Many touchscreens would have us write with our fingers, and camera-based interfaces tout the ability to interact without a hardware device in hand. However, there's still value in familiar tangible tools such as the stylus, particularly where precise input is required.1 In “The IrPen: A 6-DOF Pen for Interaction with Tablet Computers,” Jaehyun Han and his colleagues detail an optical approach to precisely sense a stylus's position and orientation as it moves above a tablet computer. Such a device enables a variety of interesting above-the-surface interactions, such as virtually spray painting an onscreen 3D model.

Touching the screen to directly manipulate a virtual object is a well-understood interaction model.2 However, there seem to be many more options for manipulating 3D objects using a handheld 3D input device. One difficulty is how to select a reference frame in which to apply manipulations. In “3D Object Manipulation Using Virtual Handles with a Grabbing Metaphor,” Taeho Kim and Jinah Park propose and evaluate a technique to establish such a reference frame.

Commodity depth cameras’ availability has motivated many researchers to consider implementing complex 3D interfaces that exploit hand and body tracking. At first, removing the need to hold a special device seems like a great advantage, but much work remains to match the precision and predictability of even a simple button click. In “A Multitouchless Interface: Expanding User Interaction,” Philip Krejov, Andrew Gilbert, and Richard Bowden propose hand and finger tracking techniques, as well as a gesture model to support a variety of ways to interact with a visualization on a large curved projection screen.

Depth cameras can sense the precise shape and motion of the user's body, thereby enabling many application scenarios that go far beyond even multitouch interaction. In “3D Volume Drawing on a Potter's Wheel,” Sungmin Cho and his colleagues demonstrate creative use of a depth camera's shape-sensing capability. Their system is a great example of how to use new sensing technologies and sophisticated digital signal processing to create surprisingly analog experiences.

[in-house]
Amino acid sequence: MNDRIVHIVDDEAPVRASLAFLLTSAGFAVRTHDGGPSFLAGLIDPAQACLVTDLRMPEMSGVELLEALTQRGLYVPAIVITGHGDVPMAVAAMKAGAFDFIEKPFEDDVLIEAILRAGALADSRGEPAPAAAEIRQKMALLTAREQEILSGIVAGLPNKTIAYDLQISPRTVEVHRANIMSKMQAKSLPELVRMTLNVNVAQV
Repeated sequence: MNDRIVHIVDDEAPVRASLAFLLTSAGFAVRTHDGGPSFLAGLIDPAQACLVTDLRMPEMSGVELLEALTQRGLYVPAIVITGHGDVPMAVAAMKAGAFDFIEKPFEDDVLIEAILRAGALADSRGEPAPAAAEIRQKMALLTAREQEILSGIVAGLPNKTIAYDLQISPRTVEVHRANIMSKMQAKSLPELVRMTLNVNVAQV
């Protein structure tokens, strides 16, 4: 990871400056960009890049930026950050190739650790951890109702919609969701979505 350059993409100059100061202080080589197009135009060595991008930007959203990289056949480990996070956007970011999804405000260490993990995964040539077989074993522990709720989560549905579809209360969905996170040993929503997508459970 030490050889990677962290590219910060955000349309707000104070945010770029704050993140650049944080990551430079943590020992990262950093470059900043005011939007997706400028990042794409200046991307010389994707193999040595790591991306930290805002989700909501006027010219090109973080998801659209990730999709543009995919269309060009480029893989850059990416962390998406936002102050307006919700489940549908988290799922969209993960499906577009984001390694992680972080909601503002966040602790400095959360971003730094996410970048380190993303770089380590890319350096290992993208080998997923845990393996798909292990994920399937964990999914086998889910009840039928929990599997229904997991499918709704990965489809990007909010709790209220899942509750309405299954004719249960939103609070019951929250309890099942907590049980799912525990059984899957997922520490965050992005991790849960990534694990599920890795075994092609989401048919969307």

One challenge in moving the interaction off the display surface is often the difficulty of providing appropriate haptic feedback, particularly when the goal is to simulate familiar physical interactions. Although there are some initial investigations into providing haptics at a distance,3 we seem far from delivering a haptic rendering that matches our visuals’ quality. In “ClaytricSurface: An Interactive Deformable Display with Dynamic Stiffness Control,” Toshiki Sato and his colleagues address the problem of delivering a haptic experience by proposing a shape-changing display. This research is another example of using sensing technology to deliver an analog experience.

We hope these articles help you appreciate the interplay of sensing hardware, signal processing, interaction models, and applications above and beyond the screen. It's difficult to imagine how a truly successful experience wouldn't address each of these aspects in full. For example, consider how the GUI evolved around the mouse, how the smartphone evolved around the touchscreen, and how in both cases surprisingly many aspects of the system had to be heavily reworked. Although some might find this daunting, the problem's multidisciplinary nature attracts researchers and inventors from many different fields. Meanwhile, the possibility of sparking the next wave of innovation in human–computer interaction seems tantalizingly within reach!

References



Andy Wilson is a principal researcher at Microsoft Research, where he manages the Natural Interaction Research group. His research involves using sensing technologies to enable new modes of human–computer interaction. His interests include gesture-based interfaces, computer vision, inertial sensing, and display technologies. He helped found Microsoft's Surface Computing group and pioneered Microsoft's efforts to commercialize depth cameras. Wilson received a PhD from the MIT Media Laboratory. Contact him at awilson@microsoft.com.
Hrvoje Benko is a researcher at Microsoft Research. His research interests include augmented reality, computational illumination, surface computing, new input form factors and devices, and touch and freehand gestural input. He helped develop the Microsoft Touch Mouse, which lets users perform multitouch gestures on top of the mouse. He was a program cochair for 2012 ACM Symposium on User Interface Software and Technology (UIST) and is the UIST 2014 general chair. Benko received his PhD in computer science from Columbia University, where he investigated augmented-reality techniques that combine immersive experiences with interactive tabletops. He's on the IEEE CG&A editoral board. Contact him at benko@microsoft.com.